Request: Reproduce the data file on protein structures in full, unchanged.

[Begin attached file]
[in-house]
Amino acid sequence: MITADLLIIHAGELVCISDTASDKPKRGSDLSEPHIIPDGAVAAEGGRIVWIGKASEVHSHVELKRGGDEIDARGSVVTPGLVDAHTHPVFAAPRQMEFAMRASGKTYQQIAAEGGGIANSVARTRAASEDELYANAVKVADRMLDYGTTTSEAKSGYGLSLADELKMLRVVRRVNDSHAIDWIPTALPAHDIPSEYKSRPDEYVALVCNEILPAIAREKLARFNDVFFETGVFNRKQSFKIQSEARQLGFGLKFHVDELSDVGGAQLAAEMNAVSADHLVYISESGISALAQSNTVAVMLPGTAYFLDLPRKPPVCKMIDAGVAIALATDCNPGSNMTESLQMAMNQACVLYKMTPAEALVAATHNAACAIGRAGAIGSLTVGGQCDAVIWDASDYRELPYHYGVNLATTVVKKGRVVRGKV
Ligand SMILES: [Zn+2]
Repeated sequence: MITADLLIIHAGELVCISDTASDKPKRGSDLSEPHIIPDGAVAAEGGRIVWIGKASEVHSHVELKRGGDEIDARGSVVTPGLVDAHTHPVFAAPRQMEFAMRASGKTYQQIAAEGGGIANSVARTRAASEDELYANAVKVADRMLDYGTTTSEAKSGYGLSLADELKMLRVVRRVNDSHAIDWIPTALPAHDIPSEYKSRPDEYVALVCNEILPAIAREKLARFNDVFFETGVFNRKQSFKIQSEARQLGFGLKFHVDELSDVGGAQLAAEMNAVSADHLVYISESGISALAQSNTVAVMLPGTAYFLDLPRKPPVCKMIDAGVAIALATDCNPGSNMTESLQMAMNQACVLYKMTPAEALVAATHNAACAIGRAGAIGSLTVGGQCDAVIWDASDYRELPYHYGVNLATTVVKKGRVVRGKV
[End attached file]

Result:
[in-house]
Amino acid sequence: MITADLLIIHAGELVCISDTASDKPKRGSDLSEPHIIPDGAVAAEGGRIVWIGKASEVHSHVELKRGGDEIDARGSVVTPGLVDAHTHPVFAAPRQMEFAMRASGKTYQQIAAEGGGIANSVARTRAASEDELYANAVKVADRMLDYGTTTSEAKSGYGLSLADELKMLRVVRRVNDSHAIDWIPTALPAHDIPSEYKSRPDEYVALVCNEILPAIAREKLARFNDVFFETGVFNRKQSFKIQSEARQLGFGLKFHVDELSDVGGAQLAAEMNAVSADHLVYISESGISALAQSNTVAVMLPGTAYFLDLPRKPPVCKMIDAGVAIALATDCNPGSNMTESLQMAMNQACVLYKMTPAEALVAATHNAACAIGRAGAIGSLTVGGQCDAVIWDASDYRELPYHYGVNLATTVVKKGRVVRGKV
Ligand SMILES: [Zn+2]
Repeated sequence: MITADLLIIHAGELVCISDTASDKPKRGSDLSEPHIIPDGAVAAEGGRIVWIGKASEVHSHVELKRGGDEIDARGSVVTPGLVDAHTHPVFAAPRQMEFAMRASGKTYQQIAAEGGGIANSVARTRAASEDELYANAVKVADRMLDYGTTTSEAKSGYGLSLADELKMLRVVRRVNDSHAIDWIPTALPAHDIPSEYKSRPDEYVALVCNEILPAIAREKLARFNDVFFETGVFNRKQSFKIQSEARQLGFGLKFHVDELSDVGGAQLAAEMNAVSADHLVYISESGISALAQSNTVAVMLPGTAYFLDLPRKPPVCKMIDAGVAIALATDCNPGSNMTESLQMAMNQACVLYKMTPAEALVAATHNAACAIGRAGAIGSLTVGGQCDAVIWDASDYRELPYHYGVNLATTVVKKGRVVRGKV